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Oral bisphosphonates: your new medication

Patient information A-Z

What are they?

Oral bisphosphonates are the most common type of osteoporosis medication prescribed to help strengthen your bones and reduce your risk of having a fragility fracture. Bisphosphonates work by slowing down the cells that break down bone. The oral bisphosphonates are: alendronic acid/ alendronate, risedronic acid/ risedronate, both of which are taken once a week, and ibandronic acid/ ibandronate, which is taken once a month.

Why have I been advised to take a bisphosphonate?

Your doctor has assessed your risk of breaking a bone is sufficiently high to warrant taking a treatment that reduces the risk of fracture. The assessment has been based on your DXA scan, your FRAX score (opens in a new tab), your fracture history, or all three.

How do I take a bisphosphonate?

Each bisphosphonate comes with specific instructions on how to take it. Following the instructions carefully ensures your treatment works effectively and minimises unwanted side effects.

All bisphosphonates should be taken on an empty stomach so they can be absorbed properly. Take the bisphosphonate first thing in the morning on the day of the week (alendronic acid, risedronate) or day of the month (ibandronate) that you and your doctor decide is your ‘treatment day’. Your bisphosphonate should be taken with a glass of water, and you should sit/ stand upright for 30 minutes after taking the dose. This is to prevent side effects (see below). Wait 60 minutes before having any food, or drinks (other than water) and other medications.

If you are taking calcium supplements, then it is important that you do not take them on the same morning as taking your bisphosphonate. This is because if there is any calcium in your gut at the same time as the bisphosphonate then the bisphosphonate will not be absorbed into your body.

For how long do I take the bisphosphonate?

The length of time you need to take your bisphosphonate (the course of treatment) will depend on your risk of fracture. The usual course is for five years. Occasionally a three-year course is advised. If your fracture risk is high then the course of treatment may be up to 10 years. The effect of a bisphosphonate can be quantified by the changes on a DXA scan. Typically these scans are advised once every three to five years.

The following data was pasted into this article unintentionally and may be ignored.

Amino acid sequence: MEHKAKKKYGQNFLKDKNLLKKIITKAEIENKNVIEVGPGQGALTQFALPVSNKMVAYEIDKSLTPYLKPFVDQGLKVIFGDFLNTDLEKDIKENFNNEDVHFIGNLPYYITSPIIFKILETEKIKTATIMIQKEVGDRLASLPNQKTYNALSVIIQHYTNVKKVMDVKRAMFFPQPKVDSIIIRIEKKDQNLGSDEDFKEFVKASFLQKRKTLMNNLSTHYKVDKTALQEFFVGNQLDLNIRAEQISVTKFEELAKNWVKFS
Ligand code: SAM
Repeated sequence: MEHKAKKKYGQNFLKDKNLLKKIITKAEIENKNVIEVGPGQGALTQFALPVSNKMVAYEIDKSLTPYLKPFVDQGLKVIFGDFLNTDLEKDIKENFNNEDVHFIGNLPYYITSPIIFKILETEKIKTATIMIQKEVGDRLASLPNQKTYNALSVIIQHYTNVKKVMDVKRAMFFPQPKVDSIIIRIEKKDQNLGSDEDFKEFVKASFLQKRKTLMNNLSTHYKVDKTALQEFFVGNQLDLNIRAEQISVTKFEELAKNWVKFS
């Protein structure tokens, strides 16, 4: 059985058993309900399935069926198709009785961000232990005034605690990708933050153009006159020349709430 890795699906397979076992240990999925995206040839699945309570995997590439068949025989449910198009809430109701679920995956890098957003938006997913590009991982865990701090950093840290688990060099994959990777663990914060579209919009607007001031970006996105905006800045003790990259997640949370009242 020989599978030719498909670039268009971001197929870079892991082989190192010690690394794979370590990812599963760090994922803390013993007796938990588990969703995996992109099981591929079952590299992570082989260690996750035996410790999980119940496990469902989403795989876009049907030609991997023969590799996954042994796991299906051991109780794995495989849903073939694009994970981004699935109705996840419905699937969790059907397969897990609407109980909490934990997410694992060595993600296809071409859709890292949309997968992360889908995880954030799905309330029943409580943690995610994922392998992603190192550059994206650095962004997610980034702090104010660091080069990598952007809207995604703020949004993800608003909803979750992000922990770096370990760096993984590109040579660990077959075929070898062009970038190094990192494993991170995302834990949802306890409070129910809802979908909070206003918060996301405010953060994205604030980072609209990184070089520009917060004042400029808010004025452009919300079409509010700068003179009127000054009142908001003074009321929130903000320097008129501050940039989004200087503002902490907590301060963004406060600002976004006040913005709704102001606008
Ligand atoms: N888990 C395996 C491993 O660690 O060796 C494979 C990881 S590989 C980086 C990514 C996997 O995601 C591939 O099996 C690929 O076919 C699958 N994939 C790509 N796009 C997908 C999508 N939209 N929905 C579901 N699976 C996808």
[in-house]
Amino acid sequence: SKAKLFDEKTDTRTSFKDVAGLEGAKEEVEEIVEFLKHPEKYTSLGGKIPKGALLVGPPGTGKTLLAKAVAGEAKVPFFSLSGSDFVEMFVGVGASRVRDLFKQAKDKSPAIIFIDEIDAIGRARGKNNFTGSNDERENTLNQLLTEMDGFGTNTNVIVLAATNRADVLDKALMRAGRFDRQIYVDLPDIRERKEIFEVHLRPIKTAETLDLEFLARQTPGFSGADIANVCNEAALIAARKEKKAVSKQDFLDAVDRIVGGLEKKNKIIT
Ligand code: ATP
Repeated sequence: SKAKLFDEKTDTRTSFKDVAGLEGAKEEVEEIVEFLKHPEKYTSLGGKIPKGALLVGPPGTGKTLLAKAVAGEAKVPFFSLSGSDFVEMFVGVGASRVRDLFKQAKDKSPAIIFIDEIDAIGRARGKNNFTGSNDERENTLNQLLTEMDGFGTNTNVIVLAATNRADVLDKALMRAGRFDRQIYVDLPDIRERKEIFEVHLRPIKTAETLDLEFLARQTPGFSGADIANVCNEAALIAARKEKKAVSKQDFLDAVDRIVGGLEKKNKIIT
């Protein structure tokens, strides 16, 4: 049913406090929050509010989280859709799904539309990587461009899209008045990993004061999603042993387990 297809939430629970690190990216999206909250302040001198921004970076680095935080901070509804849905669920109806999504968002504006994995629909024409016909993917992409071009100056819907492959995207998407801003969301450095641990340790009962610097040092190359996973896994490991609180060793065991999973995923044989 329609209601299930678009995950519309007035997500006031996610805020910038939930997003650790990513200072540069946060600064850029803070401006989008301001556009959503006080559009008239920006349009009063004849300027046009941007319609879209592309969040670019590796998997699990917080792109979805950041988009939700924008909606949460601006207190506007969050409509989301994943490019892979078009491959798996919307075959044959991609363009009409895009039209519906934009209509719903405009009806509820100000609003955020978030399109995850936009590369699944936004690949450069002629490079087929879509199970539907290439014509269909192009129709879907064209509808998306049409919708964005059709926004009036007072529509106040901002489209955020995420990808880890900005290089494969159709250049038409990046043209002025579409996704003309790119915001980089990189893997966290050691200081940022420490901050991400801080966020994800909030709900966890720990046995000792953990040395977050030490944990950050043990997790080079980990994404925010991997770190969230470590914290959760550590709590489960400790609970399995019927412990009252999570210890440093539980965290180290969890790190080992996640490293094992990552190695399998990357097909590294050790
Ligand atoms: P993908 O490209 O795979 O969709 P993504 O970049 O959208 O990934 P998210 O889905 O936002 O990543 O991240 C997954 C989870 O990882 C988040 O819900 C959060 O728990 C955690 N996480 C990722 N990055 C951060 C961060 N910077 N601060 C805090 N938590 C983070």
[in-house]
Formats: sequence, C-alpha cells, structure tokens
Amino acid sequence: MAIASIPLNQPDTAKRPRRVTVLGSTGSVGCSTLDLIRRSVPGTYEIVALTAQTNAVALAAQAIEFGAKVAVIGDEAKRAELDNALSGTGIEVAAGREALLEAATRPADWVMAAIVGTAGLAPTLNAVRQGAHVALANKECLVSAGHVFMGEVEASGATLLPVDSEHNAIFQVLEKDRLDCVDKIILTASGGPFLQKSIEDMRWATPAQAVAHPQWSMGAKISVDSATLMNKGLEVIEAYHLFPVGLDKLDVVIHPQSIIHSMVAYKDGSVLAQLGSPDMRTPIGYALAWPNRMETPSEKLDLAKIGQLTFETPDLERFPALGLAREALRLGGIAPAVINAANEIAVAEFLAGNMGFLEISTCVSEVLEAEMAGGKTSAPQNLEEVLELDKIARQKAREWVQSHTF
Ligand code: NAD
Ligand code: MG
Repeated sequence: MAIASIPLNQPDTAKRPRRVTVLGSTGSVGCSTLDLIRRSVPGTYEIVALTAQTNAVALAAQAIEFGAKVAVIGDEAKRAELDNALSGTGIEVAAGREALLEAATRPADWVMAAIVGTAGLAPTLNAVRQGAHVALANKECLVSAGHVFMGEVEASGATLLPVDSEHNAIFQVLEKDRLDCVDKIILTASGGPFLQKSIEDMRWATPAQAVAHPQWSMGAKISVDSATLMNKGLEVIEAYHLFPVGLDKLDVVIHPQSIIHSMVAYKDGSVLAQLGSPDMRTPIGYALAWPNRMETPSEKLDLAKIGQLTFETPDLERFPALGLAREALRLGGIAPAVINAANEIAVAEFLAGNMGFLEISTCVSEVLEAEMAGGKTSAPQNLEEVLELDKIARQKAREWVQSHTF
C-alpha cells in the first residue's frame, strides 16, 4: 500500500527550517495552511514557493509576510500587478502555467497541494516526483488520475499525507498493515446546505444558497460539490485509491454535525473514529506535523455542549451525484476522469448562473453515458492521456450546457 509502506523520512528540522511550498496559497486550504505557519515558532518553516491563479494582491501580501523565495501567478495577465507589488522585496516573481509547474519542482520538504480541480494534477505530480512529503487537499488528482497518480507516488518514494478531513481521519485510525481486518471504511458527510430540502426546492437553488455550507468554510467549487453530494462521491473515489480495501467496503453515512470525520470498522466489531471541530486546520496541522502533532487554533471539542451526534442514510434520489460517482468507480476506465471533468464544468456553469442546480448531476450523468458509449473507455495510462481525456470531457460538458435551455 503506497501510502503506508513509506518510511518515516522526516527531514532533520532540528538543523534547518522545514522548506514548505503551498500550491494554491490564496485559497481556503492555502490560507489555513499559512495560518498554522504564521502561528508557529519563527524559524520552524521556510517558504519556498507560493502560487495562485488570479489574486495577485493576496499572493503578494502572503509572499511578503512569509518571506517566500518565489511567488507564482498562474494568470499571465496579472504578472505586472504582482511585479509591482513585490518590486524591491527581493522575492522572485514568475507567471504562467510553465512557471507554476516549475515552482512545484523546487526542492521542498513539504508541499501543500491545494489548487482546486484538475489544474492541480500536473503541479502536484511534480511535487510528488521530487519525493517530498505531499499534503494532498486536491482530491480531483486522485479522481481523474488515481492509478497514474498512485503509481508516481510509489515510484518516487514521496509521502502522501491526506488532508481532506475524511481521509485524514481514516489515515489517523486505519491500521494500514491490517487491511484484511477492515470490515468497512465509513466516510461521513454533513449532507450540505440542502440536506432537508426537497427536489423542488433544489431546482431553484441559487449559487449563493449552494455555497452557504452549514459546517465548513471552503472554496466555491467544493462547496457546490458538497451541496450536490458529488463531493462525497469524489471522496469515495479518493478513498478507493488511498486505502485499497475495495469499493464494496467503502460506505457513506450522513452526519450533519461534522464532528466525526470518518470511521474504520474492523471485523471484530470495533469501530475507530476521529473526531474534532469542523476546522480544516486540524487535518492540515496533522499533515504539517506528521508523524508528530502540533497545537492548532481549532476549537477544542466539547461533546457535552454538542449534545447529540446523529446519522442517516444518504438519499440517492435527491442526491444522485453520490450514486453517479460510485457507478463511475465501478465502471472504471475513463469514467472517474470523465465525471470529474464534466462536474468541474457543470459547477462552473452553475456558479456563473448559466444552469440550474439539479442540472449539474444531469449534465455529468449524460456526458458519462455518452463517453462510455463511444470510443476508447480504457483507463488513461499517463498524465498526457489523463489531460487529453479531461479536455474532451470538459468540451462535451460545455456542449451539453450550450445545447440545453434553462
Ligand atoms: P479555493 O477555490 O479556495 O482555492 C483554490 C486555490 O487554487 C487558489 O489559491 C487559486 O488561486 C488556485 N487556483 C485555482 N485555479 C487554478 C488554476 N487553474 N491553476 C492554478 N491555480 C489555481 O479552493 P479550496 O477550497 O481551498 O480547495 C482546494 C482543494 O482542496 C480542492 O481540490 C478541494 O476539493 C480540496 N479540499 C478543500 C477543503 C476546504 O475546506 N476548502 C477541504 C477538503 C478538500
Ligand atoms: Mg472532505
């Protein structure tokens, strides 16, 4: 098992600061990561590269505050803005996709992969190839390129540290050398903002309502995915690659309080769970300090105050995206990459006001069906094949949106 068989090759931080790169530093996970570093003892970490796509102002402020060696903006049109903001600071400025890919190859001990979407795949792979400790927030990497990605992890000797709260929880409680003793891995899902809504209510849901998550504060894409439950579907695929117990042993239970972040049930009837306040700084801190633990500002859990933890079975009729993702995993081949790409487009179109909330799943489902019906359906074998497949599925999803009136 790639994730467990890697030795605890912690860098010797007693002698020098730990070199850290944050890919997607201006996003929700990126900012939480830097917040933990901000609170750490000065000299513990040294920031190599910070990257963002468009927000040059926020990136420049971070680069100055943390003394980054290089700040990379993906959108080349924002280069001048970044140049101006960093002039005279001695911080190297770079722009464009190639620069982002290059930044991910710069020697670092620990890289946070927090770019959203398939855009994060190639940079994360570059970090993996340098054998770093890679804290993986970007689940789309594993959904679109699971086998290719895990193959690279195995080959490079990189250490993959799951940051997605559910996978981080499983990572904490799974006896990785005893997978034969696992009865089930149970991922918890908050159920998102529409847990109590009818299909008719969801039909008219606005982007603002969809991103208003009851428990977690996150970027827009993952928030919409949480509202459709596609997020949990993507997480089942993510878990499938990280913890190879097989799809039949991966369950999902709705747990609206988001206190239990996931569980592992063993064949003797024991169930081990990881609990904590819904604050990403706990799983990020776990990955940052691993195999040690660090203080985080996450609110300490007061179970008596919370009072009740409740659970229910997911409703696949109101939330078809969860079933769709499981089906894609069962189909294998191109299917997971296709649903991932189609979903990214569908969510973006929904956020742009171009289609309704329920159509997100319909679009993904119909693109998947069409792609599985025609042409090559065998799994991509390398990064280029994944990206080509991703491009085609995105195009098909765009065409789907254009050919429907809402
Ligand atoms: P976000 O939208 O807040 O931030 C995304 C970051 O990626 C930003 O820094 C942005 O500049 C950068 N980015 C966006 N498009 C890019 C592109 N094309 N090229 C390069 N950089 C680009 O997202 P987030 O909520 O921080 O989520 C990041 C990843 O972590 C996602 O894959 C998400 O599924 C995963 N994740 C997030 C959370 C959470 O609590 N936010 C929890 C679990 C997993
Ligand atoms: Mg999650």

It is important to take every dose and take the dose correctly. The positive fracture preventing effect of the oral bisphosphonates has been shown in research studies, only when people have taken every dose and every dose correctly. Taking a dose once every few weeks, or erratically, is unlikely to work in reducing your fracture risk.

Are there side effects?

Most people do not experience any side effects. The most common ones are:

  • indigestion, swallowing difficulties or heartburn
  • bone, joint or muscle pain including pain of the jaw/ teeth, or of the hips
  • diarrhoea
  • headache

If any of the above side effects occur, contact the clinic immediately as you may need to stop taking the bisphosphonate for a period of time.

To minimise the chances of jaw/ dental side effects, (known as osteonecrosis of the jaw), you should maintain good oral hygiene, receive routine dental check-ups, and report any symptoms involving the jaw or teeth. Tell your dentist that you are taking this medication.

To minimise the chance of throat/ stomach irritation, you should always take your bisphosphonate with a glass of water and remain upright for 30 minutes after taking your tablet.

There is a difference between bisphosphonates in the way they can cause side effects. Side effects from one of them does not necessarily mean you will get the same side effects from another.

Vitamin D and calcium

The positive fracture preventing effects of bisphosphonates are maximised if you have good vitamin D stores in your body (for young and middle aged adults >50nmol/L and for older adults >75nmol/L) and sufficient dietary intake of calcium. If your dietary intake of calcium is habitually low then your doctor may advise you take calcium supplements regularly.

There are many different forms of calcium supplements, including chewy tablets and granules which dissolve in water. There should be one you find that is palatable to you; ask your doctor.

Calcium and vitamin D supplements should generally be taken daily; however, it’s acceptable, for simplicity's sake, to miss taking them on the day you take your bisphosphonate. The omission of calcium tablets on one day won’t matter too much in comparison to the harmful effects mentioned above.

Alternative osteoporosis treatments

If there are side effects on trying at least two different oral bisphosphonates, then your doctor may consider switching your treatment to an injectable form of bisphosphonate (for example once yearly zoledronate infusion) or denosumab, which is also an injectable treatment (but not a bisphosphonate). Another non-bisphosphonate injectable treatment is available (daily rhPTH injection) but can only be provided through a hospital specialist department.

Developments in osteoporosis treatment

New osteoporosis treatments are being developed all the time and many are currently undergoing clinical trials, so hopefully will be available in the next few years.

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Cambridge University Hospitals
NHS Foundation Trust
Hills Road, Cambridge

Telephone +44 (0)1223 245151